Xenharmonic music

Xenharmonicity includes intervals smaller than 12-tet and microtonality includes intervals larger than 12-tet.  Play 

Xenharmonic music is music whose tuning systems do not conform to or closely approximate the common 12-tone equal temperament. The term xenharmonic was coined by Ivor Darreg, from xenia (Greek ξενία), "hospitable," and xenos (Greek ξένος) "foreign." He stated: "This writer has proposed the term xenharmonic for music, melodies, scales, harmonies, instruments, and tuning-systems which do not sound like the 12-tone-equal temperament....Xenharmonics is intended to include just intonation and such temperaments as the 5-,7-, and 11-tone, along with the higher-numbered really-microtonal systems as far as one wishes to go."[1]

John Chalmers, author of "Divisions of the Tetrachord", writes: "The converse of this definition is that music which can be performed in 12-tone equal temperament without significant loss of its identity is not truly microtonal."[2] Thus xenharmonic music may be distinguished from the more common twelve-tone equal temperament, as well as some use of just intonation and equal temperaments, by the use of unfamiliar intervals, harmonies, and timbres.

What counts as xenharmonic here however is subjective. As an example, Edward Foote in his program notes for his "6 degrees of tonality" CD, refers to this individual difference in response to the more radical tunings he uses, such as Kinberger and DeMorgan, from "shocking", to "Too subtle to immediately notice", saying "Temperaments are new territory for 20th century ears. The first-time listener may find it shocking to hear the harmony change "color" during modulations or too subtle to immediately notice"[3]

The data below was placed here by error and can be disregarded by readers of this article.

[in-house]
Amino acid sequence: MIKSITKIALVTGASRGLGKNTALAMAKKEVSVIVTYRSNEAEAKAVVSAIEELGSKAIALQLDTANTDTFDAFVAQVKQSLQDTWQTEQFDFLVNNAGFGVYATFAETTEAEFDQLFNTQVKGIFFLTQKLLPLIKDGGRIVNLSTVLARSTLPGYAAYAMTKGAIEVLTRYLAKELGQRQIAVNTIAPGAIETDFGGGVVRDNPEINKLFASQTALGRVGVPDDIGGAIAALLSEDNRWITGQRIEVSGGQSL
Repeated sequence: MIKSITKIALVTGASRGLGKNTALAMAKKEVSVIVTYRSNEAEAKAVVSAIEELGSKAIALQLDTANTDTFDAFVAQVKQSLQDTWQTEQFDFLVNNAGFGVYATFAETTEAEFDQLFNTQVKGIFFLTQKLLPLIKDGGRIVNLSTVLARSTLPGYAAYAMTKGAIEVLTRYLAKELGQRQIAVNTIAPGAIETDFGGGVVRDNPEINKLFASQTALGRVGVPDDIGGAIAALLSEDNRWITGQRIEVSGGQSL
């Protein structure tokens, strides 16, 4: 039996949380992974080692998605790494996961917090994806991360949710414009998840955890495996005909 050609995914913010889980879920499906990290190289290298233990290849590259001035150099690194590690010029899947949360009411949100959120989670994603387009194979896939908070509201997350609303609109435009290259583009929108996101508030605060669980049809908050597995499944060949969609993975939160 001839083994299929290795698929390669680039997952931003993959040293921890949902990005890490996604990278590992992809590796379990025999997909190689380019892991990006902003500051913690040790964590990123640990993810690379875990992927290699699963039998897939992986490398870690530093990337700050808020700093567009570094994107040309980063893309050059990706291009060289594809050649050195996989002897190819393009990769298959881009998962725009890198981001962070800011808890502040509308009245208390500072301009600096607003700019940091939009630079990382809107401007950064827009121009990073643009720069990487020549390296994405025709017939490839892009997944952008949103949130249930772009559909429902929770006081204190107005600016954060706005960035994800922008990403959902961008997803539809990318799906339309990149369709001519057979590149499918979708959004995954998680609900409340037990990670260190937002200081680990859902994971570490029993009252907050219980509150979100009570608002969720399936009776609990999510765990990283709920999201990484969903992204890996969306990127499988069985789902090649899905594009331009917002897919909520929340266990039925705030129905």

Xenharmonic music with recognizable diatonic tunings

Music also can share much of the familiar territory of twelve tone music and yet have xenharmonic features. As examples, Easely Blackwood, author of "The Structure of Recognizable Diatonic Tunings",[4] wrote many etudes in ETs from 12 equal to 24 equal which bring out both many connections and resemblances to twelve tone music as well as bringing out various xenharmonic characteristics of the tunings. See his Twelve Microtonal Etudes for Electronic Music Media.

In his program notes for his Fanfare in 19-et,[5] he writes: "...Triads are smooth, but the scale sounds slightly out of tune because the leading tone seems low with respect to the tonic. Diatonic behavior is virtually identical to that of 12-note tuning, but chromatic behavior is very different. For example, a perfect fourth is divisible into two equal parts, while an augmented sixth and a diminished seventh sound identical. ... The development modulates entirely around the circle of nineteen fifths. "